Any debate about the single most important military invention during World War Two would probably become heated and unlikely to reach a definite agreement. The iconic Spitfire; U-Boats; T 34 tanks; kamikaze planes and, of course, the Atom Bomb are invariably mentioned. However, to my mind, one of the most crucial war-winning pieces of equipment had a limited offensive capacity and rarely features in most popular histories. It was a weapon of attrition and was an unsung heroine of the Allied naval campaigns around the world.
Only the United States of America, the ‘arsenal of Democracy’ had the vision, confidence and resources to conceive and then install the system to mass-produce the desperately required merchant shipping to maintain the Atlantic lifeline to Great Britain. Based on a British design, the now legendary Liberty Ship programme began as a partnership between the British Shipbuilding Mission and the US Maritime Commission in 1940. Allied losses at sea had rapidly become worryingly high, necessitating replacement from new sources – and quickly. Using the tested principles of mass-production of preconstructed component parts, Liberty Ships were built at eighteen shipyards. The ships were constructed of sections that were welded together instead of the slower and more expensive riveting techniques, and, following the strictest production line model, were produced ready for service in ever decreasing time. In November 1942, SS Robert E Peary was assembled and launched in less than five days – although this was a publicity exercise. Nonetheless, Liberty Ships were built at an unprecedented rate to meet ever-growing demands.
It is also worth noting that these production methods were largely undertaken by a workforce with little – or often no direct relevant work experience. These workforces, across a then largely racially divided society, brought men of all backgrounds together in the shipyards and factories producing armoury for the growing US forces and their allies. The Liberty workforces also saw, for the first time, the employment of large numbers of women in jobs previously felt to be all-male roles. The famous ‘Rosie the Riveter’ who inspired millions of American women into such work even had an opposite number in the fleet, called ‘Wendy the Welder’.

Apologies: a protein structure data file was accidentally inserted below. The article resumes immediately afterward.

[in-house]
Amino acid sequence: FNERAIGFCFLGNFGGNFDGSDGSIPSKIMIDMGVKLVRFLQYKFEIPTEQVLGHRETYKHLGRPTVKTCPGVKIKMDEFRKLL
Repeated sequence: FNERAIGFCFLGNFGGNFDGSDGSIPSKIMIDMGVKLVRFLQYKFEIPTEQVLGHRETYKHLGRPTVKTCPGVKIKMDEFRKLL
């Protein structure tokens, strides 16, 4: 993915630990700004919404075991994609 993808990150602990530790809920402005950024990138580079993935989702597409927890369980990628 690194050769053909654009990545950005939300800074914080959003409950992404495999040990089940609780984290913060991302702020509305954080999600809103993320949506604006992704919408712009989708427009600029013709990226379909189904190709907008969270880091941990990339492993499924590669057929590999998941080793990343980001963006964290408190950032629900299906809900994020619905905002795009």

The construction programme suffered a potentially catastrophic set-back in 1942/3, with several incidents of ships in very cold climates experiencing severe stress fractures to the weather deck hatch area. But the design remedy was successful, and suitably improved ships were soon being sent down the slipways and into the war.
By the end of WWII, 2,710 Liberty Ships had been produced, easily the largest number of ships ever constructed to a single design, and their role in supplying every imaginable type of war material across the globe cannot be understated. They had active roles in many campaigns, including the amphibious landings in the Mediterranean, North Africa and Normandy where thirteen were deliberately beached for use as an artificial dock.
Without a doubt, the Liberty Ship was one of the major factors in first maintaining the war effort and then winning the struggle. The sheer scale of manual planning and operation of the Liberty Ship building programme is hard to conceive today with our sophisticated computer-assisted just-intime programmes. It was both courageous and inspiring.
Liberty Ships could hardly be described as aesthetically pleasing. Indeed, President Roosevelt himself described the design as an ‘Ugly Duckling’. But what they lacked in looks was more than compensated for in functional capacity and utilitarian effectiveness. With a largely civilian crew of around 45, augmented by 17 naval armed guard or military gunners, a ship had a typical cruising speed of around 11 knots. It is claimed that for every hour of every day of WWII Liberty Ships delivered six tonnes of war material.
Liberty Ships were built for many Allied countries, and served in every theatre of operations until the end of the war in 1946. Their role continued to be important in the post-war years as the backbone of the recovering national merchant fleets which had suffered during the conflict. The US maintained many vessels in reserve; 600 were used in the Korean War, and more than 175 were deployed to serve off Vietnam. For a design which was originally intended to return its investment with just one fully laden voyage, the Liberty Ships helped make many fortunes. Their most valuable role, however, was that of supplying the various campaigns to win WWII.
Today, there are just two sea-going Liberty’s, the SS Jeremiah O’Brien in California, and SS John W Brown (built 1942 in the Bethlehem-Fairfield Yard in Baltimore). Thanks to the efforts of many dedicated volunteers, both ships are maintained largely in their wartime configurations and used as working museums. Given the deserved legendary status of Liberty Ships, the chance to sail in one – albeit just for a day run out of Baltimore – was too good to miss. And so, in May 2017, my partner Voirrey and I were at Baltimore Docks for a commemorative trip on the John W Brown. The allvolunteer crew proudly sailed her towards the Chesapeake, taking us past Fort Henry where we saw the Stars and Stripes flying as recorded in the lyrics of the in the US National Anthem. In overcast but calm conditions we explored the ship – an impressive 441-foot-long with high freeboard and vast internal storage areas.